Swinging past Law Park en route to downtown Briarcliff Manor, N.Y., this morning, the corner was bare. The tall pine, formerly decorated with lights, was dark. The menorah? Also gone, after a federal judge's ruling: Either let a local resident add a Christmas creche, or take the whole thing down. The disgruntled town officials chose the latter.
I don't actually live in Briarcliff Manor anymore, but most mornings find me in the village diner, sipping coffee and reading the New York Post. This is the year, in other words, the Christmas wars came home.
In Seattle, it was not baby Jesus but the threat of a menorah that prompted harried airport managers to pull down all Christmas decorations. After a raft of negative publicity, the holiday trees came back (with a promise of a menorah next year).
In Warwick, N.J., after one parent objected, the local school district hastily changed "Breakfast With Santa" to "Winter Wonderland Breakfast." (The mom is still not happy, though, because Santa was allowed to attend, along with Frosty and the Gingerbread Man). In Yorktown, N.Y., the local school board issued guidelines welcoming Santa and other "secular" symbols, including menorahs, so long as the menorahs are not actually lighted. Apparently a light bulb is all that separates an innocuous secular symbol from a radioactive religious one. This exquisite line-drawing prompted a dissatisfied local resident to suggest schools display a creche with baby Jesus absent: Would that be the legal equivalent of an unlighted menorah? Coming soon to a federal courthouse near you.
Why all the fuss? In the spirit of the season, let us let Scrooge speak for himself:
In Seattle, according to AP, "Airport managers believed that if they allowed the addition of an 8-foot-tall menorah to the display ... they would also have to display symbols of other religions and cultures. Airport workers didn't have time to do that during the busy travel season."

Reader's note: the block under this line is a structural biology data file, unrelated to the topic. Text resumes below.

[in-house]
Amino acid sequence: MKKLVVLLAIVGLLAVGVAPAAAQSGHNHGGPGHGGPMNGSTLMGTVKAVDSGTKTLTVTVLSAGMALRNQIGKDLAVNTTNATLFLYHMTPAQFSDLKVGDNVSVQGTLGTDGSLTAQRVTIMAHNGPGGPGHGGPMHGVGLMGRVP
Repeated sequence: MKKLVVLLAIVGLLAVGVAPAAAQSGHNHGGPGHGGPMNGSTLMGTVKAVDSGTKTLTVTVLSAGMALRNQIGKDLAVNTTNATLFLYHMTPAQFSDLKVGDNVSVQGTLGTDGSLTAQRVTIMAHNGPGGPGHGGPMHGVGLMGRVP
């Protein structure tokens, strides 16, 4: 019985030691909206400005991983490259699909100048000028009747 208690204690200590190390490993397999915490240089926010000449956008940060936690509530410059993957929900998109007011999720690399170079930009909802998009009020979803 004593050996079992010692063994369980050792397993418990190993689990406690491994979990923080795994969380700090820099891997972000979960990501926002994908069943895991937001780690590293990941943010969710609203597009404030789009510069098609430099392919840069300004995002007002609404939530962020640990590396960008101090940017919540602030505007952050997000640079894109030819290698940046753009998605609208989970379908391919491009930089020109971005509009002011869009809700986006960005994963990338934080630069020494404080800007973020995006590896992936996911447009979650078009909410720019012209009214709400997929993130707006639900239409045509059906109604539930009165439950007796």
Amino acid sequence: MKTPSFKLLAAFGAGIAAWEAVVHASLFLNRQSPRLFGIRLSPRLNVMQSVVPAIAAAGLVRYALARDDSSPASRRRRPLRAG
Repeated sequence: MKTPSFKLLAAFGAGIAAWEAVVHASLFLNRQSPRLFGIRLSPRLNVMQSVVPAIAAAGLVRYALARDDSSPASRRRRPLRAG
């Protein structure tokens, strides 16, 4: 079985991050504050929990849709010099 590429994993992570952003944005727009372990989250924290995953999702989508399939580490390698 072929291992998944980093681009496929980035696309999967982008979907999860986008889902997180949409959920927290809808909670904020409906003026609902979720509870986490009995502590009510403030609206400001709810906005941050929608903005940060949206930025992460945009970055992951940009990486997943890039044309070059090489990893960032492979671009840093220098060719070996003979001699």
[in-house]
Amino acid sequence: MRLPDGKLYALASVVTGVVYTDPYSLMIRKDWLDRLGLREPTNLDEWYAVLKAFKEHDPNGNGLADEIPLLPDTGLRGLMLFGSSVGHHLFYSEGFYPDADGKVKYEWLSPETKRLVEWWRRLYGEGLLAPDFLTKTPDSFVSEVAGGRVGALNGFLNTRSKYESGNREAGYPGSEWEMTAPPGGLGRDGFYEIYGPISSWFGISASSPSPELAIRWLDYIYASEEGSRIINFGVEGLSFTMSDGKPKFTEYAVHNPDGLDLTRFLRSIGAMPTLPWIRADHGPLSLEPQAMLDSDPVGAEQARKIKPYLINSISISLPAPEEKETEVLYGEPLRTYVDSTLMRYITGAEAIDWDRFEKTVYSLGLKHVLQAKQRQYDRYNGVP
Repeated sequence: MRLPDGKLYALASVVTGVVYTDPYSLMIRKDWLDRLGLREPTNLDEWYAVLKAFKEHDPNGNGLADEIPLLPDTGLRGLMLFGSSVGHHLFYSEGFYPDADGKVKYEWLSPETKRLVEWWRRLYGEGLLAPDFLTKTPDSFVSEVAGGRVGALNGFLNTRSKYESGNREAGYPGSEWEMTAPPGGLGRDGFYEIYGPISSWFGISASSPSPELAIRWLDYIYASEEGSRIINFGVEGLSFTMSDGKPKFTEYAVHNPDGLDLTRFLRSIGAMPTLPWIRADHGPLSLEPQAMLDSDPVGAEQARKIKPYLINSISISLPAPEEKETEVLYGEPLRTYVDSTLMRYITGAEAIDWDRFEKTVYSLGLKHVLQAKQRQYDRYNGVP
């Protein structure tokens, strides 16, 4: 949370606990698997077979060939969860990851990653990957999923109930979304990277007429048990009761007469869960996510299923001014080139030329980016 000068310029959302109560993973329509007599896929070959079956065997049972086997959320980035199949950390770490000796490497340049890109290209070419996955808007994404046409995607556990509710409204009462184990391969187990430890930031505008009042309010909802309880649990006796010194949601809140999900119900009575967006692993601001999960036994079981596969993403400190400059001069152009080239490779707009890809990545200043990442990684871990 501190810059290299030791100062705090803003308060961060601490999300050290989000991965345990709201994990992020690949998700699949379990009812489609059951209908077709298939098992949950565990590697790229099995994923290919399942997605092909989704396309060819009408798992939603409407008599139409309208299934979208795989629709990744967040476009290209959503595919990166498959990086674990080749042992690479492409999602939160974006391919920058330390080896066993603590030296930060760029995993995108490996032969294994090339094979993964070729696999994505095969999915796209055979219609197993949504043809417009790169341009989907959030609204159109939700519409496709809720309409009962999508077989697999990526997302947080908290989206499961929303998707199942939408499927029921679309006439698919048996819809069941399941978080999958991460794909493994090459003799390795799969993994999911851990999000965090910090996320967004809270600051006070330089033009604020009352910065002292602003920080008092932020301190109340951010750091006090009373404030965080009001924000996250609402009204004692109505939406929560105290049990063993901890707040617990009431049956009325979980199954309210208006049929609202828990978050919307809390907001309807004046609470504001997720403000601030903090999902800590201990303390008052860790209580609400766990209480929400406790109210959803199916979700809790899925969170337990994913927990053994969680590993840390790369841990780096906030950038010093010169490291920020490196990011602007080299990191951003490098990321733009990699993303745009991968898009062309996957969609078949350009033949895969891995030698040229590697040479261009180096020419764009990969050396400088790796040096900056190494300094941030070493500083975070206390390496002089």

Frank Greenhall, the superintendent of the Warwick public schools, is not feeling the joy yet. Parents are grumbling that his new winter wonderland strategy of inclusion is "anti-Santa": "Maybe the Gingerbread Man is insulting to someone. Then you have to say Gingerbread Person. If you don't like the Gingerbread Person in the picture, get a picture with the winter scene. I'm not pushing any one agenda," an exasperated Greenhall sputtered, "I just look forward to when this is over." In Yorktown, interim superintendent Vincent Ziccolella is singing the same tune: "I would really like to get busy and do some education issues instead of ... creches," he told a local reporter.
The Christmas wars are not about ideology, in other words, but bureaucracy: Busy officials have better things to do than negotiate the hurt feelings of an increasingly fired-up (also lawyered-up) public. It would be easier to just ban everything.
You can't help but sympathize. You also can't help but pause and give thanks to God that we share a country where religious wars consist of fights about what Breakfast With Santa will be called this year.
Still, I can't help but feel there is something of great educational value in these earnest, repeated attempts to get the Christmas thing right. The world is suffering right now for a model of how people of different faiths can live together in genuine community, without sacrificing their conscience and their faith to the great secularizing god of government. If humanity is going to find the answer anywhere, it's going to be here, in the United States.
Breaking news: In Honolulu, Rabbi Itchel Krasnjansky was inspired by the Seattle brouhaha to ask that a menorah be added to the Hawaiian airport this year for the very first time. Harried holiday airport managers in the middle of the busiest travel season of the year responded: "Sure."
Now was that so hard?